# Proof by induction for golden ratio and Fibonacci sequence

I have to prove the following equation by induction for $$x = \phi$$ I am stuck and I don't know how to proceed.

This is the equation

$$\phi ^n = f_n\phi + f_{n-1}$$

where $f_n$ is the nth term of the Fibonacci sequence and $f_{n-1}$ is the (n-1)st term.

• Sep 4, 2017 at 15:32

One of the neat properties of $\phi$ is that $\phi^2=\phi+1$. We will use this fact later. The base step is: $\phi^1=1\times \phi+0$ where $f_1=1$ and $f_0=0$. For the inductive step, assume that $\phi^n=f_n\phi+f_{n-1}.$ Then $$\phi^{n+1}=\phi^n\phi=(f_n\phi+f_{n-1})\phi=f_n\phi^2+f_{n-1}\phi=f_n\phi+f_n+f_{n-1}\phi=(f_n+f_{n-1})\phi+f_n\\=f_{n+1}\phi+f_n.$$

Let me help add some insight into this problem.

You should know that $\phi$ is a root of the equation $x^2-x-1 = 0$. When we say that $\phi$ is a solution to the equation, what we mean is that if you plug in $\phi$ for $x$, you will get a true statement.

This is why $\phi^2 - \phi - 1 = 0$, or in other words, $\phi^2 = \phi + 1$.

If we were to multiply both sides of the equation by $\phi$, we now get $$\phi^3 = \phi^2 + \phi \\ \phi^3 = (\phi + 1) + \phi = 2\phi+1$$

Repeat: \begin{align} \phi^4 &= \phi^3 + \phi^2 \\ \phi^4 &= (2\phi + 1) + (\phi+1) = 3\phi+2 \\ \phi^5 &= \phi^4 + \phi^3 \\ \phi^5 &= (3\phi + 2) + (2\phi+1) = 5\phi+3 \\ \phi^6 &= \phi^5 + \phi^4 \\ \phi^6 &= (5\phi + 3) + (3\phi+2) = 8\phi+5 \\ \cdots &= \cdots \\ \phi^n &= \phi^{n-1} + \phi^{n-2} \end{align}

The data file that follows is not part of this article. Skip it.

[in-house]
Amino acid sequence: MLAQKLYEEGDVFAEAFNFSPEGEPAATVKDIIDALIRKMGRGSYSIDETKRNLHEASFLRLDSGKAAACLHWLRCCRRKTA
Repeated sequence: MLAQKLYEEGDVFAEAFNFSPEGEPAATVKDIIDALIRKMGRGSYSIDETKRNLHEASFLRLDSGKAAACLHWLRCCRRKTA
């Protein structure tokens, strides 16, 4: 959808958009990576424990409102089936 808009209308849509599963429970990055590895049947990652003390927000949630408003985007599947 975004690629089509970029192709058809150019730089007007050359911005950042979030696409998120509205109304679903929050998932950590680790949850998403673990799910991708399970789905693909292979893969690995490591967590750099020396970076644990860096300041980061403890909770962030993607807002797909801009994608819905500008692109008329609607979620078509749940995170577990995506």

It should be much easier to imagine the induction process now.

More insight:

One way to consider the basic $x^2 - x - 1 = 0$ starting point in the above answer is to consider the initial golden ratio itself, i.e., $a + b$ is to $a$ as $a$ is to $b$,

or

\begin{align*} \frac{a + b}{a} = \frac{a}{b} = \varphi. \end{align*}

Now, if $b$ is of length $1$ and $a$ is $x$, we have $a + b = 1 + x$. Then we have

\begin{align*} \frac{x + 1}{x} = \frac{x}{1} = \varphi \end{align*}

so that

\begin{align} x^2 - x - 1 = 0. \end{align}

We then can plug this into the quadratic equation

\begin{align*} \frac{-b \pm \sqrt{b^2 - 4ac}}{2a} \end{align*}

which gives

\begin{align*} \varphi = \frac{1 + \sqrt{5}}{2} = 1.6180339887498948482\dots \end{align*}

but also

\begin{align*} \varphi = \frac{1 - \sqrt{5}}{2} = -0.6180339887498948482\dots \end{align*}

but since the golden ratio is the ratio of positives, we discard the second solution$-$initially, at least. See this for a use of the conjugate.